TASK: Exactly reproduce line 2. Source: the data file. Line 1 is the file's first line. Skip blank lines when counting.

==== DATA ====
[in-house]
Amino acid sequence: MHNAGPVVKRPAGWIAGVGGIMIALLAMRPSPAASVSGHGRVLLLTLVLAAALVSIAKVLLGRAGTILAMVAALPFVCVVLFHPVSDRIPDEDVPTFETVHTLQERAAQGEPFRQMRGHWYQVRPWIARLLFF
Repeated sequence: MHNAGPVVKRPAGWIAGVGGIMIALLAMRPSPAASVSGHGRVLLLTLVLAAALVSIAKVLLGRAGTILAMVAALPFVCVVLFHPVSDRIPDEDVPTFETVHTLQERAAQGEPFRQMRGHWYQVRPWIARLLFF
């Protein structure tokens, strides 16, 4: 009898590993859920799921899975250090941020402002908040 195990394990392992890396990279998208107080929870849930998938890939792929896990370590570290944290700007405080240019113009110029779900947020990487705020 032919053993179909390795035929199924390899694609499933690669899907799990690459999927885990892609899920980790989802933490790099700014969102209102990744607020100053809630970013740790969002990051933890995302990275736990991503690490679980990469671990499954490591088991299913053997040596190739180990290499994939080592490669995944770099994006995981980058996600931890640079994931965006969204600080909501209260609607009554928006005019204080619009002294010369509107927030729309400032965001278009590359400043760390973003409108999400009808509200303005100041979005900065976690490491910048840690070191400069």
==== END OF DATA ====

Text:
Amino acid sequence: MHNAGPVVKRPAGWIAGVGGIMIALLAMRPSPAASVSGHGRVLLLTLVLAAALVSIAKVLLGRAGTILAMVAALPFVCVVLFHPVSDRIPDEDVPTFETVHTLQERAAQGEPFRQMRGHWYQVRPWIARLLFF